Universal Joint Replacement

Work Performed on an ’03 CTD

The ujoint pictured below is the factory joint that I just took out. My rear drive shaft was replaced the 1st time to the dealer under warranty. Then they replaced the ujoints again after that, making a total of 3 sets of factory joints within 75,000. When I first started feeling the shudder again, I tried to hold off by using a needle point and injecting grease under the seal. I bought 2 months that way, but I’m not putting the miles on my truck right now that I used to. Anyway, I finally broke down and started the task with three #351’s in hand.

I’m still convinced that sticky joints cause way more shudders/vibrations than driveshaft alignment. There is just no possible way for a 2-piece driveshaft to lay in a rubber damper/carrier and stay balanced with sticky joints.



So, with all of the "351’s fit perfectly" to the "had to grind the yoke" to had to "grind the end of the cap"

The first thing I notice was that the joint wouldn’t fit the yoke. This didn’t happen on every yoke, especially the slip yoke at the transfer, there was plenty of clearance there; that’s the end of a sharpie attempting to point out the interference



The joint body or trunion is thicker and overall more hefty; #351 is in the center, I’ll get to where the 230-0188 on the left came into play



So with the heavier center in the aftermarket joints, here is where the interference starts — yes, within the blurr, thats a scriber point showing the heavier body of the joint resting inside the yoke causing clearance problems



The only thing that was needed was to break the edge of the bore and lay it back for the heftier joint to slip right in. I used a carbide burr and die grinder, a dremel would work too.



The next thing I noticed was that the bearing surface on the cap of the aftermarket joints is about 3/16" longer than the factory joint. I didn’t really think it would be a problem.



Well, for me it caused a problem. The caps don’t sit as deep before actually pressing, or hammering in my case. If I still had my machine shop I could have pressed them. Either way, 4 hands have been better in this situation, because the shorter bearing surface on the factory joint captures the needles sooner. We all know what happens when you get needles under the ujoint inside the cap! You have to hammer/press the cap back out the way it came in. And beyond possibly breaking a needle, the 351 has a plastic end bearing. You can see here what happens to that plastic bearing surface after hammering it back out with needles under it.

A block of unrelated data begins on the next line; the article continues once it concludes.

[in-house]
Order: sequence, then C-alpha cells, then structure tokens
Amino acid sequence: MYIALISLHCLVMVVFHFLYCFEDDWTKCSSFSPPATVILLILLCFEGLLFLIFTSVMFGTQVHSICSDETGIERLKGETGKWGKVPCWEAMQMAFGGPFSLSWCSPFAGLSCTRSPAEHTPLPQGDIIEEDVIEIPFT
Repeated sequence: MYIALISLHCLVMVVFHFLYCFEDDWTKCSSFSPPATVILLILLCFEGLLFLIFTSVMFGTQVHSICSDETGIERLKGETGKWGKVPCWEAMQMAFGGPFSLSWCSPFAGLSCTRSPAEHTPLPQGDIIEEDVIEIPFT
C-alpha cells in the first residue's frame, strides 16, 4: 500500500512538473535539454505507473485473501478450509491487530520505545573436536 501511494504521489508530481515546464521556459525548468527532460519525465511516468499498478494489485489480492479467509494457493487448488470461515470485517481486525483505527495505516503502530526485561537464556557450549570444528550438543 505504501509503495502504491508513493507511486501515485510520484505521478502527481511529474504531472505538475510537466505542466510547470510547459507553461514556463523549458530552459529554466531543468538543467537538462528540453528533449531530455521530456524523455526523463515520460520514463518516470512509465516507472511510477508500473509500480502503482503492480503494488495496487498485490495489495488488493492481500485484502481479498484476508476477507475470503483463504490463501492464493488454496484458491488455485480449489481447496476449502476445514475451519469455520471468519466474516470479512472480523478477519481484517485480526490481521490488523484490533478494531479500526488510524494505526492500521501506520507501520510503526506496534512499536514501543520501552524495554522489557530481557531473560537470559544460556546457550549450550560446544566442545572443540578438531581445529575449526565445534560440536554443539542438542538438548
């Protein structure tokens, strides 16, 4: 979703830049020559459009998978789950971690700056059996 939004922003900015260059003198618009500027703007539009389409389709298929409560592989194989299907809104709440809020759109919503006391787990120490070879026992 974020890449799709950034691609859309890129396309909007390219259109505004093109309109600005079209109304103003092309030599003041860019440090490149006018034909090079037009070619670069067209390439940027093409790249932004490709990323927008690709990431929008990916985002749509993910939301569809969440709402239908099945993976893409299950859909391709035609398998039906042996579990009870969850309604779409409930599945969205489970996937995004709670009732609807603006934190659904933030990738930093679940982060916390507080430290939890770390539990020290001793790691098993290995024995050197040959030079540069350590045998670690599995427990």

This is how I got my hands on a 230-0188. After carrying the 351’s around with me for over a month, and then ruining one, NAPA changed the playing field. They no longer list a Precision #351, now it’s a NAPA #230-0188.They assured me it was the same joint, and while all three have a 1.375" cap diameter and 4.200" OAL cap end to cap end ……….. there have already proven to be subtle differences. As you can see on the left, the 230-0188 seems even heftier. The 351 on the right is the one I wasted, the cap is somewhere over the hill in the woods

So, back at it I went without a single ujoint installed yet. After telling myself to be very careful to hold the joint up in the cap with one hand, while hammering the cap down with my other hand — it occured to me. How would I ever get one of these joints out after getting it in. Not that I expect these greasable joints to sieze up as quick as the factory joints, but hey!

On disassembly, once you hammer/press one cap as deep as you can go, before the body/trunion hits the other side of the yoke, there is still at LEAST 3/16" of bearing surface engaged! Even some of the factory caps needed twisted out with a pair of 18" channel locks/water pump pliers.



So, I decided to spin a couple thousandth off of the OD with my belt sander about 3/16" back. This is probably not necessary and hard to see in the pic, but it helped with assembly and will no doubt help with disassemly.

The factory joint has about .015" difference in Dia., and also a snap ring groove apparently for another application, but I was cool with just a couple thousandth — we are only talking a thousandth or 2 press. If you scroll up to the other cap pic, the relief I ground on the OD is more apparent.



Okay, after what I consider a long, trying afternoon, I’ll call it a success.

The one thing I did read in another post, but didn’t get a picture of, was the keepers or snap rings. In another thread, I read where somebody had to grind the ends of the caps to get the snap rings in. I admit that the joint was a little stiff before greasing and the snap rings looked a little hooved up.

This preloads the joint from end to end, and I noticed it more on the 351 with the plastic ends than the 230-0188 with metal ends. I also noticed the same thing on the factory joints. I think grinding the ends of the caps to make to snap rings easier to install is gonna lead to trouble. With no preload, and especially plenty of clearance, your prolly gonna set yourself up for a joint walking back and forth. Once the joint is in, just tap it back forth until the rings look evenly stressed and call it done!

I’m not an automotive specialist, and these are only my findings which may or may not be helpful to you guys. I haven’t changed a ujoint in years, and back when I did, it was a 1 piece with one end strapped into the pinion yoke, the ujoint was a direct replacement and the driveshaft didn’t weigh 300#

[thanks to JHARDWICK used with permission]

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